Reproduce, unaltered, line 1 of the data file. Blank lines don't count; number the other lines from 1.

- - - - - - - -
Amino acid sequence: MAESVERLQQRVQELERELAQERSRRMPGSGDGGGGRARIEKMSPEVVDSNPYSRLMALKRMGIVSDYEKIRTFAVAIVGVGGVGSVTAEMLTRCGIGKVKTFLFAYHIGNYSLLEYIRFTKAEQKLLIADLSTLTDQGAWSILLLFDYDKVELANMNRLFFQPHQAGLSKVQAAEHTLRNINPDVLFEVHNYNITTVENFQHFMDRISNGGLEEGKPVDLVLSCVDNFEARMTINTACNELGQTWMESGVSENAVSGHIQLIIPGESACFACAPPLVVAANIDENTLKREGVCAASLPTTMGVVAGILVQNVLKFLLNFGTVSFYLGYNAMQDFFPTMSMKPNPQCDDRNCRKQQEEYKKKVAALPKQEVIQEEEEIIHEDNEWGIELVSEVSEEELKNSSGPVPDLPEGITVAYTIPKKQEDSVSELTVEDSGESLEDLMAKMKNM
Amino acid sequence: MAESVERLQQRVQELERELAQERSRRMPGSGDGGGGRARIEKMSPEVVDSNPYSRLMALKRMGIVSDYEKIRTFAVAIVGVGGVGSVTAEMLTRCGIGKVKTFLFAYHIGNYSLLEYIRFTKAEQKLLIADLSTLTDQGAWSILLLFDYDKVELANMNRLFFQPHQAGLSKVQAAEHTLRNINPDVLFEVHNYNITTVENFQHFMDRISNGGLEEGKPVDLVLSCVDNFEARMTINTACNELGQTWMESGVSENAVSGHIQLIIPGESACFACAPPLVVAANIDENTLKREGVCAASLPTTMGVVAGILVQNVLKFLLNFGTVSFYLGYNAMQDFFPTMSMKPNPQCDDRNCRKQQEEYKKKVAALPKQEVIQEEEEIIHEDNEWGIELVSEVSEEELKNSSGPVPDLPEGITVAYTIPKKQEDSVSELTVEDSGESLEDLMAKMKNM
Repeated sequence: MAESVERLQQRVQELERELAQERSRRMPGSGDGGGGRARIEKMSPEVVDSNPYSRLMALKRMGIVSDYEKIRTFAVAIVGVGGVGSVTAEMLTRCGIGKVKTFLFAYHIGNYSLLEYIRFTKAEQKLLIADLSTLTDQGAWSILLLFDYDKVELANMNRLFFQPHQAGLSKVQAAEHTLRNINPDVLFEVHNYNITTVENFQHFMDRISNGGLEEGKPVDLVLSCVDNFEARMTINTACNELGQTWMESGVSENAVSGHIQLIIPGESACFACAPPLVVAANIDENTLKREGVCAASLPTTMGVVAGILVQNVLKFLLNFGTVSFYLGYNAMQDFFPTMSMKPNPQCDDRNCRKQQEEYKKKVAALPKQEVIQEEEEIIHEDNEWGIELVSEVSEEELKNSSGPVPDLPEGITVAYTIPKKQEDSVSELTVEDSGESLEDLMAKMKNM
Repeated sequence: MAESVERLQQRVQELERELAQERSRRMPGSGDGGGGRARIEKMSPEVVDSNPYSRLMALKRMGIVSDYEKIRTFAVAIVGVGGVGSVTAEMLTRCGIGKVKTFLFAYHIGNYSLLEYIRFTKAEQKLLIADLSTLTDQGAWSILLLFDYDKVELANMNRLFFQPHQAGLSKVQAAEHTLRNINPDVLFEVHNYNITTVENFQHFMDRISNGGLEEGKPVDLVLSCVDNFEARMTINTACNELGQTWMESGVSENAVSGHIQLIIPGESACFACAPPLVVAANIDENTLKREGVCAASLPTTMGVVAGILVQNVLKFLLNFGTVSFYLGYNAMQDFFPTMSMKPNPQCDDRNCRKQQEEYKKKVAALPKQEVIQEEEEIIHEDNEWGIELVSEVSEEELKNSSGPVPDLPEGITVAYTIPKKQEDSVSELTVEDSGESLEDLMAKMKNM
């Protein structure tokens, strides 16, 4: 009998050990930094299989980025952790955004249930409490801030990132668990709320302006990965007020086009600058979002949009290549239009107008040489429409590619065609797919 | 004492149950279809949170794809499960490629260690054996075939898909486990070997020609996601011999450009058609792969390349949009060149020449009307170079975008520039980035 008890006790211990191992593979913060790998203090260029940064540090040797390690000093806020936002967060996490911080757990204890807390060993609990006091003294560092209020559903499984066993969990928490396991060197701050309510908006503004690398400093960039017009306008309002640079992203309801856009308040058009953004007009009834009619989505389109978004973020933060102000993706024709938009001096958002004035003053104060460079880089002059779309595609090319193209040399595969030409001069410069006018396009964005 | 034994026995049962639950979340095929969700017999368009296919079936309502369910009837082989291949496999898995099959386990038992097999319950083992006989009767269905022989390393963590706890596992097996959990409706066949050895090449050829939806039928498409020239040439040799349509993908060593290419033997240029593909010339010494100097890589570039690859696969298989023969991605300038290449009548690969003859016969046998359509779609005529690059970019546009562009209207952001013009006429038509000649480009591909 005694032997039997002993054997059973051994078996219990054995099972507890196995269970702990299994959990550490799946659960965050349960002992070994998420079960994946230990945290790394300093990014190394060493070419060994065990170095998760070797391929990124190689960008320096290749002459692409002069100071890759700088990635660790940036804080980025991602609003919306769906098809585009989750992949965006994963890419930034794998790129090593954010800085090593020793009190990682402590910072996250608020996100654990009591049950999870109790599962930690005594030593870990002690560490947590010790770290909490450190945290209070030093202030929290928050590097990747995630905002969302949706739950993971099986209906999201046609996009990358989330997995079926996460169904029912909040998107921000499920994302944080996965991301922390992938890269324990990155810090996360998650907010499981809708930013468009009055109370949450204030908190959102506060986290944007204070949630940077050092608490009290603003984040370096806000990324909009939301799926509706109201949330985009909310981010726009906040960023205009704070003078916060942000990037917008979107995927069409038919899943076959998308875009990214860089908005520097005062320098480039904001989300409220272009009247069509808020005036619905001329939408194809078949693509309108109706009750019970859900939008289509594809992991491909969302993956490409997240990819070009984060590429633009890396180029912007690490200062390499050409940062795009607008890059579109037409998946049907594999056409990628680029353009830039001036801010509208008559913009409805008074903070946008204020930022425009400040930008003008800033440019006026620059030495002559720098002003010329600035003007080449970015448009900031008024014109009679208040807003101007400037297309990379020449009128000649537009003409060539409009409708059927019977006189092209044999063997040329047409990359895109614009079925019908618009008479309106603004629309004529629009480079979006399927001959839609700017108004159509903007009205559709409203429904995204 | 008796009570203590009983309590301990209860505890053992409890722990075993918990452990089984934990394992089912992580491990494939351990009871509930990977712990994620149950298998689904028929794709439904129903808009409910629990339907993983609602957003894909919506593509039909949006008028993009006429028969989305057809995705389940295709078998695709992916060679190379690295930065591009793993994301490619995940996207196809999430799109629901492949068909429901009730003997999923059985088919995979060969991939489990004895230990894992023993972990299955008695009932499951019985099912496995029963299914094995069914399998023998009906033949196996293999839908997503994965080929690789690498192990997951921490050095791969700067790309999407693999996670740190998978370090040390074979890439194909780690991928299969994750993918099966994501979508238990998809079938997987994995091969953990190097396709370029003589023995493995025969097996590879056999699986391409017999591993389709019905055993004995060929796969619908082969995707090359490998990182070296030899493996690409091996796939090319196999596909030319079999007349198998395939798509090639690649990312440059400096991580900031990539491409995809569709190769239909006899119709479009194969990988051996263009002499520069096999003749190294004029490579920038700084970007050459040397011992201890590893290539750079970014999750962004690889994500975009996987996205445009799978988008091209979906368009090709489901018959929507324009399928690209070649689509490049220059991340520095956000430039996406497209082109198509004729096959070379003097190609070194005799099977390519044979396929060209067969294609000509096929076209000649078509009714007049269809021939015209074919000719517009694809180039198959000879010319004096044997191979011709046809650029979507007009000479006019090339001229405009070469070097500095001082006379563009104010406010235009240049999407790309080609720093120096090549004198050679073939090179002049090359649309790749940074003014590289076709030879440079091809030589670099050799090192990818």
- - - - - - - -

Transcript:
Amino acid sequence: MAESVERLQQRVQELERELAQERSRRMPGSGDGGGGRARIEKMSPEVVDSNPYSRLMALKRMGIVSDYEKIRTFAVAIVGVGGVGSVTAEMLTRCGIGKVKTFLFAYHIGNYSLLEYIRFTKAEQKLLIADLSTLTDQGAWSILLLFDYDKVELANMNRLFFQPHQAGLSKVQAAEHTLRNINPDVLFEVHNYNITTVENFQHFMDRISNGGLEEGKPVDLVLSCVDNFEARMTINTACNELGQTWMESGVSENAVSGHIQLIIPGESACFACAPPLVVAANIDENTLKREGVCAASLPTTMGVVAGILVQNVLKFLLNFGTVSFYLGYNAMQDFFPTMSMKPNPQCDDRNCRKQQEEYKKKVAALPKQEVIQEEEEIIHEDNEWGIELVSEVSEEELKNSSGPVPDLPEGITVAYTIPKKQEDSVSELTVEDSGESLEDLMAKMKNM